The original Scosche MagicMount Charge MPQWD-XTSP is a magnetic, dash-mount model that charges phones more quickly than most models tested, although not as fast as the Kenu Airbase Wireless and Airframe Wireless, or the Scosche MagicMount Pro Charge. Compared with the latter, which uses two magnets, the MagicMount Charge uses only a single magnet, located at the bottom of the base. This setup held most phones securely, although it struggled to hold a large 6.5-inch iPhone XS Max in landscape mode.
The Lynktec Bolt Smart Car Mount & Qi Wireless Charger has a pair of motorised tension arms, which open with a touch and are supposed to automatically close around a phone when it's placed in the cradle. But they didn't open or close reliably, and there was no way to manually override the system, which either leaves your phone unsecured or trapped within its grasp. Even worse was when a tester accidentally grazed the mount while driving, prompting it to open up its arms and drop the phone.
The Anker PowerWave Fast Wireless Car Charger held phones securely, was easy to open, and charged at a decent rate, but it doesn't come with its own 12-volt car adaptor (testers used runner-up USB car charger pick, the Anker PowerDrive 2). And while it came with two different vent-mounting options, neither one was particularly stable or remarkable.
Several models were tested that were not WPC-compliant, including the Mophie Charge Stream Vent Mount, TaoTronics Car Fast Wireless Charger TT-SH004, and the Choetech T521-S and Choetech T530-S, but none of them stood out in any way that made them worth the lack of certification. Previously tested was the vent-mounted Ventev Wirelesspro Dock, a magnetic model with a charger that kept cutting out, possibly due to magnetic interference.
What to look forward to
iOttie recently announced a new line of wireless-charging magnetic mounts, called iTap 2 Wireless, which will be available in dash-, vent-, and CD-slot-mounted versions. The company's iTap Magnetic 2 is currently the top pick for standard (non-wireless-charging) car phone mounts, and these new models look like they will use the same mounts, as well as a two-magnet setup that's similar to the Scosche MagicMount Pro Charge.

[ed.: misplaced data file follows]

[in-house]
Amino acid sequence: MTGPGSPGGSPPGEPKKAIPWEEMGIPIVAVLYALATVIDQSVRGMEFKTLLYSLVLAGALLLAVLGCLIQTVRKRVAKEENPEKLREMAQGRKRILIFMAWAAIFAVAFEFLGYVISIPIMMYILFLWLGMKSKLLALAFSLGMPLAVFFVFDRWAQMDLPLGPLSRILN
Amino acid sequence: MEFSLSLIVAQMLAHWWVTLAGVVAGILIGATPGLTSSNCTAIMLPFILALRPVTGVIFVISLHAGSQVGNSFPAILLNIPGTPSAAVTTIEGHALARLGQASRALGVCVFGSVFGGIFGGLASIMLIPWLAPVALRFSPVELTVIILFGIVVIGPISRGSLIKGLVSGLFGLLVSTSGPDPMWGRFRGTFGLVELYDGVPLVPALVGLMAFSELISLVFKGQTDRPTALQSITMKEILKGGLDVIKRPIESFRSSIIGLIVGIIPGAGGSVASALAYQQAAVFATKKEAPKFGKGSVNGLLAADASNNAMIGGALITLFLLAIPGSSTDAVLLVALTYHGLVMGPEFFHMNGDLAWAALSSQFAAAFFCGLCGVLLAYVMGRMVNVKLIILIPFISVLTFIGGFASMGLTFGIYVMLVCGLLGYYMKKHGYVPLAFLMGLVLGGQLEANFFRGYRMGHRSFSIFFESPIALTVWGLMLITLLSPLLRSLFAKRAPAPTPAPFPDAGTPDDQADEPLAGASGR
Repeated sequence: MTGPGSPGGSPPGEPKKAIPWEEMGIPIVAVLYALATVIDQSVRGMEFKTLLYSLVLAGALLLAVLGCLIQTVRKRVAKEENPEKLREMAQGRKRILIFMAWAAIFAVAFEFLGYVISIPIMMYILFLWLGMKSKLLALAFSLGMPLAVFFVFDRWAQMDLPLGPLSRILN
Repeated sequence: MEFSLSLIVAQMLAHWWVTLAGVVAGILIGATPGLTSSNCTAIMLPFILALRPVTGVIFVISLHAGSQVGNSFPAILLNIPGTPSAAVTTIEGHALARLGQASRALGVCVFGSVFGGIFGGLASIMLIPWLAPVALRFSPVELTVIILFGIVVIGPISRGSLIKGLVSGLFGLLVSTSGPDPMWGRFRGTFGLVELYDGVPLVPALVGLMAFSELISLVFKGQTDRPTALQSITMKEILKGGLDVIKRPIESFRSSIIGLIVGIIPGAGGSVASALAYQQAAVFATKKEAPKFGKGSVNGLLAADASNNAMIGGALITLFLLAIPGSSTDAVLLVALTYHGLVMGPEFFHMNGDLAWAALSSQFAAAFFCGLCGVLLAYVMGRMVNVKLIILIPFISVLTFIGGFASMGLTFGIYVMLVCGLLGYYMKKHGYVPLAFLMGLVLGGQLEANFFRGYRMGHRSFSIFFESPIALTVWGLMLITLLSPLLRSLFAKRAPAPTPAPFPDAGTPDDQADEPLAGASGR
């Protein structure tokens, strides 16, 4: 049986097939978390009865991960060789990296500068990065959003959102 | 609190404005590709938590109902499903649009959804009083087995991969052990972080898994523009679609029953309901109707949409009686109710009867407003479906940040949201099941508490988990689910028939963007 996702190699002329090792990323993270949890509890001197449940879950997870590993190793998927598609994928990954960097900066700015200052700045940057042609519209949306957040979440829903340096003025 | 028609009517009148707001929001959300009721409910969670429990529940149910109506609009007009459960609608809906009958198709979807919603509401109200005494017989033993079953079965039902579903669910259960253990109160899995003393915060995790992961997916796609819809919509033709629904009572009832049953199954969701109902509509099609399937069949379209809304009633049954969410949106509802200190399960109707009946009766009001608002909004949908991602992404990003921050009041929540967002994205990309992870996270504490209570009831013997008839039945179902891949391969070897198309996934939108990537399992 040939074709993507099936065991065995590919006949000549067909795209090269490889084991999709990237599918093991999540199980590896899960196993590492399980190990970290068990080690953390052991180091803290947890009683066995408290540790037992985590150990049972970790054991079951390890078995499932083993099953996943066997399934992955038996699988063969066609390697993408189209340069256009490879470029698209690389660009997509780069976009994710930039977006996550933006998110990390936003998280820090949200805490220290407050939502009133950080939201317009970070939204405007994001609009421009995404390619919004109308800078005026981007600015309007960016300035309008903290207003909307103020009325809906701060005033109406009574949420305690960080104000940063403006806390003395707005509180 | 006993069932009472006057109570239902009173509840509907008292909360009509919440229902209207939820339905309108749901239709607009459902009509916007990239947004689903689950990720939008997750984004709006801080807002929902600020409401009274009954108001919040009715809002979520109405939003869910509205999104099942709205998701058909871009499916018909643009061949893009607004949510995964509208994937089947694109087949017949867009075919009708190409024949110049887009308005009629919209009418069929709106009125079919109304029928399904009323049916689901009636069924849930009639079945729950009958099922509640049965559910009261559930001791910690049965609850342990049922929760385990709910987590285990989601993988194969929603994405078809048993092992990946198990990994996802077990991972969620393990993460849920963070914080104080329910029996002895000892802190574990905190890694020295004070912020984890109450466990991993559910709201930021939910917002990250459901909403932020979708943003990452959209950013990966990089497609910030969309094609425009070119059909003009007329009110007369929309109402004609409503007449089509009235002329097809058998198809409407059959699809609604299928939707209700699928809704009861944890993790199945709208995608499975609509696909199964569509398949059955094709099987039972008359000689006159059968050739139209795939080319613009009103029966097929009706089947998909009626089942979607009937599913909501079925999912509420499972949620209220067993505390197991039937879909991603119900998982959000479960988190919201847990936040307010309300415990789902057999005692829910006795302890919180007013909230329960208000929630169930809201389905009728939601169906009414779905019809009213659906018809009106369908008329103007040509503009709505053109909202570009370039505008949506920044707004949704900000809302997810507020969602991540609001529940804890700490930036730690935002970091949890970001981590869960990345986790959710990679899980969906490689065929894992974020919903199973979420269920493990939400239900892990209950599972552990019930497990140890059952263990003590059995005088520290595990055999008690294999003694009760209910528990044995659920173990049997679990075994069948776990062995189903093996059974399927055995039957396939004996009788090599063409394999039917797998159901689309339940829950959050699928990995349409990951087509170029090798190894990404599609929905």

This guide was written by the editorial staff of Wirecutter (New York Times group) and republished by CHOICE. The products are independently selected. This test was conducted in the United States and was originally published on the Wirecutter website. You can read it here in its original version.
Thom Dunn, who wrote the most recent version of this guide, is a Wirecutter staffer who has also written about Bluetooth car kits, Google Assistant-compatible devices, and standard car phone mounts (without wireless charging). His work has also appeared in Upworthy, Vice, and the Huffington Post, as well as in publications for institutions such as MIT.
Nick Guy, who wrote an earlier version of this guide, is a longtime Wirecutter staffer who has researched and tested hundreds of car mounts. He's also written guides to desktop Qi chargers, standard car phone mounts, multiport USB wall chargers, USB car chargers, and more. Prior to joining Wirecutter, Nick spent three years as the accessories editor at iLounge, where he reviewed more than 1000 products, including early wireless-charging devices.